IEEFA questions DAPL finances, economics

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BISMARCK, ND - The Dakota Access Pipeline has been under scrutiny for months now, and a recent report by The Institute for Energy Economics and Financial Analysis (IEEFA) is bringing the pipeline company's finances and economics into question.

The report claims that Dakota Access has contract deadlines with nine shippers and if those contract clauses aren't met, the shippers could back out and the project would have to be canceled. The pipeline company disputes those claims.

The full 10-page report titled "The High-Risk Financing Behind the Dakota Access Pipeline" says that the project faces a January first completion deadline. Failure to meet that deadline could trigger a reset with shippers who can renegotiate contracts signed two years ago with the developer, Energy Transfer Partners.

"The circumstances in which this project was first proposed in which the contracts were signed have dramatically changed and there seems to be much less rationale for this pipeline than there originally was," said Cathy Kunkel, IEEFA author.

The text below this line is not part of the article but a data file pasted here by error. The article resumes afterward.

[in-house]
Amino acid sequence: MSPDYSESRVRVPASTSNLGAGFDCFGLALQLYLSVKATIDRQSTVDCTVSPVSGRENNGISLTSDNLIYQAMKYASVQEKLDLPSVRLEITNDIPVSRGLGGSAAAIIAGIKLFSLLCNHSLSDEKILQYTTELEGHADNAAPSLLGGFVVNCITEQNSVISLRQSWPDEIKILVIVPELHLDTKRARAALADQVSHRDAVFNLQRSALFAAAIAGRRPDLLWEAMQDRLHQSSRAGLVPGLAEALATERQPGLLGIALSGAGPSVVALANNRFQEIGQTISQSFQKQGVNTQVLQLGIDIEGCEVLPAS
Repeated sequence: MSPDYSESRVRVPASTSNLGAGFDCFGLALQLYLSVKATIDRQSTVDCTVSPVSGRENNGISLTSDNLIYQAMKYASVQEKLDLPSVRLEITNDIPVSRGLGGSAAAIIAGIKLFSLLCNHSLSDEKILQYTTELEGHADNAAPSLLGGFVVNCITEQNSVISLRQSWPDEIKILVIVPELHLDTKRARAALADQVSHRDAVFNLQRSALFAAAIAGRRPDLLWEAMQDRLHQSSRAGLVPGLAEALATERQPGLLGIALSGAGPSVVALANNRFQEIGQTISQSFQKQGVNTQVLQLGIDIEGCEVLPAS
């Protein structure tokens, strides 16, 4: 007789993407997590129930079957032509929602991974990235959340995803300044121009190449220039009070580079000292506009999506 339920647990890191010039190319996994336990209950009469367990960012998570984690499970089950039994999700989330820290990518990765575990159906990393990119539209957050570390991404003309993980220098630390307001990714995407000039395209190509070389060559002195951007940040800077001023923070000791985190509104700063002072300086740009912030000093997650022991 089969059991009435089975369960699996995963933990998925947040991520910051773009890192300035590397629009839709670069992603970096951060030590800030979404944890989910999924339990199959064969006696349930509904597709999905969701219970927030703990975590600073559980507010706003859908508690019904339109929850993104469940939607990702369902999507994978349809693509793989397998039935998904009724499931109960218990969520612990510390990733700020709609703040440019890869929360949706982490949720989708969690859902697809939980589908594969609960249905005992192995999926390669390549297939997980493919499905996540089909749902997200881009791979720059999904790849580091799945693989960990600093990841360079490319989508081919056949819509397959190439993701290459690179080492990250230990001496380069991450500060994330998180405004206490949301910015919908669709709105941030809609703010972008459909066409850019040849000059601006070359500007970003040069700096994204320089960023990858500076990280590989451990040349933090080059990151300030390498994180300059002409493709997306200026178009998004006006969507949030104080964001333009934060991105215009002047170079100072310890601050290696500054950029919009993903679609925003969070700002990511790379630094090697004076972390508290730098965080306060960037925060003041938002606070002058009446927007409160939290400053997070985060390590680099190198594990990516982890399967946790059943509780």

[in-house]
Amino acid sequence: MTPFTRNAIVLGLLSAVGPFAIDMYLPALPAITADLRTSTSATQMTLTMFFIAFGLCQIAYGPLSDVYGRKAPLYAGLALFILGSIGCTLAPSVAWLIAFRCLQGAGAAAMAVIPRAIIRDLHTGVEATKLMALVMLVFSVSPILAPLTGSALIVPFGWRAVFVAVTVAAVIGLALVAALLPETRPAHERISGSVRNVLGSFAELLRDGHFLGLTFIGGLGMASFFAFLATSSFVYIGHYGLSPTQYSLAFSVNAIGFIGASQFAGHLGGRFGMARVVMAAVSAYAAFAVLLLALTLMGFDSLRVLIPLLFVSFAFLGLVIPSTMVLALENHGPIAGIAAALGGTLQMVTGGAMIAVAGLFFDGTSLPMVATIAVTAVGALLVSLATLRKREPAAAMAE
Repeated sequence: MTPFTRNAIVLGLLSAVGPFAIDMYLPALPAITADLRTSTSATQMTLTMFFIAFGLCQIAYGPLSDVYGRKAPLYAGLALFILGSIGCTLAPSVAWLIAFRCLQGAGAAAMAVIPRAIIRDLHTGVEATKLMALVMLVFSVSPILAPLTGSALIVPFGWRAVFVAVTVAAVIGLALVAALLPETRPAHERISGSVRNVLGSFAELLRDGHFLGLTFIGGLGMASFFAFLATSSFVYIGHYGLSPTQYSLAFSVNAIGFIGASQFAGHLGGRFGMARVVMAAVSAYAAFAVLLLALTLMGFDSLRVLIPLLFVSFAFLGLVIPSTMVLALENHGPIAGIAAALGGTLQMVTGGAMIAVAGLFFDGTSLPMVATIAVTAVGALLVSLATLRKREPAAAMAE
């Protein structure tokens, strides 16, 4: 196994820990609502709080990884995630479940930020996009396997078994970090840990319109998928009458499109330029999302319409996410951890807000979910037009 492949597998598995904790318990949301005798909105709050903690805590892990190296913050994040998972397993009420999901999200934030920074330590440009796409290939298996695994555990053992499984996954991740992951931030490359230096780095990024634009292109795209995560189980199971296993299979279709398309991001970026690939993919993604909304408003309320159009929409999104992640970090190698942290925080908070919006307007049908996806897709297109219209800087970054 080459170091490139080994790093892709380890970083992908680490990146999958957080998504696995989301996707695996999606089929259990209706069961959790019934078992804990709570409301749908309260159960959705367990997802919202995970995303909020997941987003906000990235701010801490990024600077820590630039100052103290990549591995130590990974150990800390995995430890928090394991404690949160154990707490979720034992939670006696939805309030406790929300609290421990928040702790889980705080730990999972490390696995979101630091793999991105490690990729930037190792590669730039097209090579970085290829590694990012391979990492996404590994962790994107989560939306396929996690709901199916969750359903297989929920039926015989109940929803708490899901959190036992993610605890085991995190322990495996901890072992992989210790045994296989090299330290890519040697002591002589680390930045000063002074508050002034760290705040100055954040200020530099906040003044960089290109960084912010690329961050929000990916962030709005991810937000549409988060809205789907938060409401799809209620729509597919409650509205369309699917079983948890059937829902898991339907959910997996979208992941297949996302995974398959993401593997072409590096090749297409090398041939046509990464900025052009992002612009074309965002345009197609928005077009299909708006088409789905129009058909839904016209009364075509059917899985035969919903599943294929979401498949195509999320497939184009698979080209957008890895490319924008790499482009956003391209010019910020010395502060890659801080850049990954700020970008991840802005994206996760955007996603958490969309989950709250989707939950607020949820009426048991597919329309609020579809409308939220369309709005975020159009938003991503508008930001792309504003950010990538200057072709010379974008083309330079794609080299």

Kunkel says her claims come from this court document submitted by the Vice- President of Dakota Access, which says that Dakota Access has committed to complete, test and have DAPL in service by January one 2017.

The contracts give shippers the right to determine their commitments if DAPL is not in full service per the contract deadline. Loss of shippers to the project could result in project cancellation.

In an email from Energy Transfer Partners they responded saying: "January first, 2017 deadline was their original in-service target, and that is not the contract deadline mentioned in the court documents."

Clark Williams-Derry is one of the co-authors of the report. He says they project production in the Bakken to drop to 800,000 barrels a day by the end of 2017.

Clark Williams- Derry, IEEFA Author, "When you subtract out the refineries and the rail we believe there is existing capacity on pipelines to handle the likely volumes the Bakken will be producing."

Ron Ness with the North Dakota Petroleum Council disagrees. He says the pipeline is critical and that the council doesn't expect production to drop below 900,000 barrels a day.

"We anticipate growth in the Bakken going forward and pipelines like the Dakota Access Pipeline provides the most safest, most reliable cost effective way to move oil and it gets it to a better market," said Ron Ness, North Dakota Petroleum Council.

Ness also added that having the pipeline would take pressure off the rails.

Kunkel and Williams- Derry says that Phillips 66, Hess, Tesoro and Oasis Midstream have signed contracts with Dakota Access.